UK and US agree to look at extradition arrangements

David Cameron and Barack Obama The UK and US have agreed to look at extradition arrangements following several high profile cases

From eating hot-dogs together at a college basketball game to warmly toasting each other at an official state dinner at the White House, Barack Obama and David Cameron have been keen to show the strength of the "special relationship" between Britain and the US.

The leaders held two hours of talks yesterday about weighty issues including Iran, Syria and troop withdrawal from Afghanistan.

But David Cameron also took the opportunity to raise his concerns about the way the US/UK extradition treaty was operating with President Obama, and told him he wanted to review how it was working.

David Cameron can't launch a review of the extradition treaty since one was already carried out last year by a senior judge which found the treaty to have the right checks and balances.

What's more, a higher percentage of British applications to extradite Americans were granted than the other way round.

But there is now agreement for officials from the Home Office and the United States Department of Justice to look instead at how the treaty is working.

Controversial cases

It comes after a number of high profile cases including:

Christpher Tappin Kent businessman Christopher Tappin was extradited to Texas last month

The family of Christopher Tappin had urged the Prime Minister to intervene.

I understand that David Cameron did not go into individual cases when he raised the issue with Mr Obama - after all there must be a judicial process to decide whether these men are innocent or guilty.

The Deputy Prime Minister, Nick Clegg, has also spoken out saying it is "a perfectly legitimate question" to ask whether some Britons being extradited to the US could be tried in the UK.

Speaking at a British Chambers of Commerce conference, Mr Clegg said his concerns about the treaty were "well-known" and it was a "good thing this has been raised" on the Prime Minister's US visit.

He said officials would look at "whether there is a way in which we could see more people tried in this country, for offences committed in this country".

'Rough justice'?

Start Quote

Dominic Raab MP

I think it shows the Prime Minister is dealing with the very rough justice we've seen in the McKinnon case, the Tappin case, under the US arrangements”

End Quote Dominic Raab MP (Cons)

The Conservative MP, Dominic Raab, who has been outspoken on the issue, has also welcomed the move.

He said: "I think it shows the Prime Minister is dealing with the very rough justice we've seen in the McKinnon case, the Tappin case, under the US arrangements.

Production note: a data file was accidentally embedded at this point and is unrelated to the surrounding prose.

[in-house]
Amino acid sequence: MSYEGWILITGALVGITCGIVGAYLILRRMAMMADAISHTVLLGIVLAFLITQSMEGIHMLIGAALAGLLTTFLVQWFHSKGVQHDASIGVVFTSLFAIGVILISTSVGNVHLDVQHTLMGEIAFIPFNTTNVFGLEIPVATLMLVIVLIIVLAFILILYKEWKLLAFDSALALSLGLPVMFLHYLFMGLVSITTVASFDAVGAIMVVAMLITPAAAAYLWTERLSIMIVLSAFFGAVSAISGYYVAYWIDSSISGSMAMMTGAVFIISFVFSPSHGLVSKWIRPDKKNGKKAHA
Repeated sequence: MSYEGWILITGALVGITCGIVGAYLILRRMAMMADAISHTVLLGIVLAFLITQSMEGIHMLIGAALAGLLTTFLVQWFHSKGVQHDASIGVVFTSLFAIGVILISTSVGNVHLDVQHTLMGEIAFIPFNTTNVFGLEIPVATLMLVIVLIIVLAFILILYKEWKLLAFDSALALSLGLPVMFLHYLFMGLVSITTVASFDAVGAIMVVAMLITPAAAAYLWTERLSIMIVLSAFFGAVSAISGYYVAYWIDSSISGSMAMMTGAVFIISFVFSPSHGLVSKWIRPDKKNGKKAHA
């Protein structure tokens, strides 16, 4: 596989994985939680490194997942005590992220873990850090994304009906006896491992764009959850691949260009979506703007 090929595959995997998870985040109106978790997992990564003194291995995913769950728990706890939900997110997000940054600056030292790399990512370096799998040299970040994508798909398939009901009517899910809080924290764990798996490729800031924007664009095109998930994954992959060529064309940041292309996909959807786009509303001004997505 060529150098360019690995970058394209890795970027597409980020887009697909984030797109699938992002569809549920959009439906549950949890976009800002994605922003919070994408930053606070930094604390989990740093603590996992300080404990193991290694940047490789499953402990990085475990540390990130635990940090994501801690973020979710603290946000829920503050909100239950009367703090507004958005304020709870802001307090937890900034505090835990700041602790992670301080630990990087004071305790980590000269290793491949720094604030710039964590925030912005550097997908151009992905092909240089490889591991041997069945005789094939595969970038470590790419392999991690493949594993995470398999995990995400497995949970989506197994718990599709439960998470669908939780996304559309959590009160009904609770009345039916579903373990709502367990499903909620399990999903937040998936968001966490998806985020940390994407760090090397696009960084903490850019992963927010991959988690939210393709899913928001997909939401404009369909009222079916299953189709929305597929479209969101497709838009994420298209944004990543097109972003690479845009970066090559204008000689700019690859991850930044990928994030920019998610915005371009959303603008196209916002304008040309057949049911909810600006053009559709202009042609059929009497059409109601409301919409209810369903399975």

Dominic Raab said dealing with the extradition treaty is not just in the British interest but also in the US interest as well because "these cases are a serious diplomatic thorn in our side".

For the sake of the future of the so-called "special relationship" the Prime Minister and President will want to tackle that thorn - which could see changes in future extradition cases.

But the Prime Minister's spokesman said there is no timetable for looking at this so it seems unlikely to help those already extradited, including Christopher Tappin.

The MP for Rochester and Strood, Mark Reckless, has welcomed the decision to look again at the treaty.

He said: "the current system is unfair and even if there is reasonable evidence against Mr Tappin he should be released on bail."

Louise Stewart Article written by Louise Stewart Louise Stewart Political editor, South East

Figures show migration to South East has doubled

Figures from the Office for National Statistics show that the number of migrants coming to the South East doubled from 13,000 in 2012 to 26,000 in 2013.

Read full article


This entry is now closed for comments

Jump to comments pagination
  • rate this

    Comment number 4.

    This one sided extradition treaty must be torn up and replaced with one that respects both nations equally. Currently a UK national can be extradited on nothing more than reasonable suspicion, but the same does not apply in reverse. Why? Beacuse the US constitution confers more protection on citizens that our own. The US should be our friend and ally, but NEVER our master.

  • rate this

    Comment number 3.

    As this has been stirred up to create bad feeking then a US/UK review to look at its application is a good idea to restore faith in legal process. My concern is the UK jingoistic press is putting forward the view if you are British you should be allowed to commit crimes without punishment, similar to the old Libyan mentality. If people are guilty they should be punished,

  • rate this

    Comment number 2.

    In the last year extraditions from UK to US, 12. Extraditions from US to UK, 5. The big issue is that the UK has to show probably cause, evidence, to the US, US just has to have suspicion

  • rate this

    Comment number 1.

    If we apply for more extraditions than the US does, I'd like to know how many requests are successful and for what crimes?



BBC © 2014 The BBC is not responsible for the content of external sites. Read more.

This page is best viewed in an up-to-date web browser with style sheets (CSS) enabled. While you will be able to view the content of this page in your current browser, you will not be able to get the full visual experience. Please consider upgrading your browser software or enabling style sheets (CSS) if you are able to do so.